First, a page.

I'm Not There: Blood, Iron and Long-Distance Death

And now our roving correspondent, D.H. Lawrence, limns the essence of modern warfare in this report from August 18, 1914 (via the Guardian): With the guns in the war of machines.

One woman stood before the carriage window. She and her sweetheart were being very matter-of-fact, cheerful, and bumptious over the parting.

"Well, so long!" she cried as the train began to move. "When you see 'em, let 'em have it."

"Ay, no fear," shouted the man, and the train was gone, the man grinning.

I thought what it would really be like, "when he saw 'em".

Last autumn I followed the Bavarian army down the Isar valley and near the foot of the Alps. I remember standing on a little round hill one August afternoon. There was a beautiful blue sky, and white clouds from the mountains. This is just a year ago, but it seems to belong to some period outside of time. On the crown of the little hill were three quick-firing guns, with the gunners behind.

At the side, perched up on a tiny platform at the top of a high pair of steps, was an officer looking through a fixed spy-glass. Every moment came the hard, tearing hideous voice of the German command from the officer perched aloft, giving the range to the guns; and then the sharp cry, "Fire!" There was a burst, something in the guns started back, the faintest breath of vapour disappeared. The shots had gone.

I watched, but I could not see where they had gone, nor what had been aimed at. Evidently they were directed against an enemy a mile and a half away, men unseen by any of the soldiers at the guns. Whether the shot they fired killed or did not touch, I and the gun-party did not know. Only the officer was shouting the range again, the guns were again starting back, we were again staring over the face of the green and dappled inscrutable country into which the missiles sped unseen.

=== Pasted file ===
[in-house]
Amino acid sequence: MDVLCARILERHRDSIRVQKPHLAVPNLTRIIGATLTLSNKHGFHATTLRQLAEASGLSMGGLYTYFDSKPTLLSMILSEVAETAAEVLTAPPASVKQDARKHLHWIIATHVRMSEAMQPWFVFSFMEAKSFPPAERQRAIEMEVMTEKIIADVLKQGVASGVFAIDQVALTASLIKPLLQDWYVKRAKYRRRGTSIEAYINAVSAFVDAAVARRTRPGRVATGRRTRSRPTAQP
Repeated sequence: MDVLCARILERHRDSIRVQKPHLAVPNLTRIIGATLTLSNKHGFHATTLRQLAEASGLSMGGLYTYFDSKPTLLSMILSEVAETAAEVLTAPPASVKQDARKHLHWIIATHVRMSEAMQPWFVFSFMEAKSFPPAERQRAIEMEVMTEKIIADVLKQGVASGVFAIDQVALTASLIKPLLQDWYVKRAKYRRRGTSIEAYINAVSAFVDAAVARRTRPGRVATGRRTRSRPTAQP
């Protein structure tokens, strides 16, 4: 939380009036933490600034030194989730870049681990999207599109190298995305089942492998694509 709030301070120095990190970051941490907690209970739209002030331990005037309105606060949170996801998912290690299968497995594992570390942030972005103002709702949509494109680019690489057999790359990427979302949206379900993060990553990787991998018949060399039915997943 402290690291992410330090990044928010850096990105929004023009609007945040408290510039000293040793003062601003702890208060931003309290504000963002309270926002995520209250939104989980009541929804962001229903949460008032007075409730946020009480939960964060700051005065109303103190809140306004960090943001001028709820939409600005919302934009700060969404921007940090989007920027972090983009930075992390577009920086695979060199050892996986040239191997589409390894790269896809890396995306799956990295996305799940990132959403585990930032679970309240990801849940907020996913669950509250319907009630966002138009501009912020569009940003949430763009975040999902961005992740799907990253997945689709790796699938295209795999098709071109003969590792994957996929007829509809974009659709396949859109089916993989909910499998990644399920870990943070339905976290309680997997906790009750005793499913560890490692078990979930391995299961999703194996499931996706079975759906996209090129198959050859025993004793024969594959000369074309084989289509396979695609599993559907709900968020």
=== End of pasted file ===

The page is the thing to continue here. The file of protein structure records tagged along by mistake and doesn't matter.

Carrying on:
What work was there to do? - only mechanically to adjust the guns and fire the shot. What was there to feel? - only the unnatural suspense and suppression of serving a machine which, for ought we knew, was killing our fellow men, whilst we stood there, blind, without knowledge or participation, subordinate to the cold machine.

This was the glamour and the glory of the war: blue sky overhead and living green country all around, but we a part in some iron insensate will, our flesh and blood, our soul and intelligence shed away, and all that remained of us a cold, metallic adherence to an iron machine. And this is how the gunner would "let 'em have it". Of the result he would see and know nothing. He had nothing to do with it.